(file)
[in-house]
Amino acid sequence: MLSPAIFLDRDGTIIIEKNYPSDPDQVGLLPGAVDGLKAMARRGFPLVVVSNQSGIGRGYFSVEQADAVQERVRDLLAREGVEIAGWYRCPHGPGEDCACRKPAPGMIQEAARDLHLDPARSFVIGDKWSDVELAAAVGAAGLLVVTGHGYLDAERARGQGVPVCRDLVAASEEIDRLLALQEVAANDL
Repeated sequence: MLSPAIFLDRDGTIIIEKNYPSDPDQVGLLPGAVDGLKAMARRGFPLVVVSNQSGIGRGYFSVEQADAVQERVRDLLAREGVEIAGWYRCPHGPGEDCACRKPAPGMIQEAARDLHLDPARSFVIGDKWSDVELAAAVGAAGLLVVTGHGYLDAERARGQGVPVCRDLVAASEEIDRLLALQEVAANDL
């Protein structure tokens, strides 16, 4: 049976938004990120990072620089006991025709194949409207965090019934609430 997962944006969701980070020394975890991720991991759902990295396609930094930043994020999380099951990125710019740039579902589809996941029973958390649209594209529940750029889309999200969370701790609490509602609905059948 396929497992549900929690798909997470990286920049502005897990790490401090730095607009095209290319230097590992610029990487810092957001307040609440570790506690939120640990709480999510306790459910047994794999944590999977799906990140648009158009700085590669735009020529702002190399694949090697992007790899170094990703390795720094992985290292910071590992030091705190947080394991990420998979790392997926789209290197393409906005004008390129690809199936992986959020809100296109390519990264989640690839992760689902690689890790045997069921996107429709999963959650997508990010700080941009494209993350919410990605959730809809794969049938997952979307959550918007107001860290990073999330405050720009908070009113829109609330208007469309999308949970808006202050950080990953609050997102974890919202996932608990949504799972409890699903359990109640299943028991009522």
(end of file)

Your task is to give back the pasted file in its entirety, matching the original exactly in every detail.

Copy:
[in-house]
Amino acid sequence: MLSPAIFLDRDGTIIIEKNYPSDPDQVGLLPGAVDGLKAMARRGFPLVVVSNQSGIGRGYFSVEQADAVQERVRDLLAREGVEIAGWYRCPHGPGEDCACRKPAPGMIQEAARDLHLDPARSFVIGDKWSDVELAAAVGAAGLLVVTGHGYLDAERARGQGVPVCRDLVAASEEIDRLLALQEVAANDL
Repeated sequence: MLSPAIFLDRDGTIIIEKNYPSDPDQVGLLPGAVDGLKAMARRGFPLVVVSNQSGIGRGYFSVEQADAVQERVRDLLAREGVEIAGWYRCPHGPGEDCACRKPAPGMIQEAARDLHLDPARSFVIGDKWSDVELAAAVGAAGLLVVTGHGYLDAERARGQGVPVCRDLVAASEEIDRLLALQEVAANDL
């Protein structure tokens, strides 16, 4: 049976938004990120990072620089006991025709194949409207965090019934609430 997962944006969701980070020394975890991720991991759902990295396609930094930043994020999380099951990125710019740039579902589809996941029973958390649209594209529940750029889309999200969370701790609490509602609905059948 396929497992549900929690798909997470990286920049502005897990790490401090730095607009095209290319230097590992610029990487810092957001307040609440570790506690939120640990709480999510306790459910047994794999944590999977799906990140648009158009700085590669735009020529702002190399694949090697992007790899170094990703390795720094992985290292910071590992030091705190947080394991990420998979790392997926789209290197393409906005004008390129690809199936992986959020809100296109390519990264989640690839992760689902690689890790045997069921996107429709999963959650997508990010700080941009494209993350919410990605959730809809794969049938997952979307959550918007107001860290990073999330405050720009908070009113829109609330208007469309999308949970808006202050950080990953609050997102974890919202996932608990949504799972409890699903359990109640299943028991009522």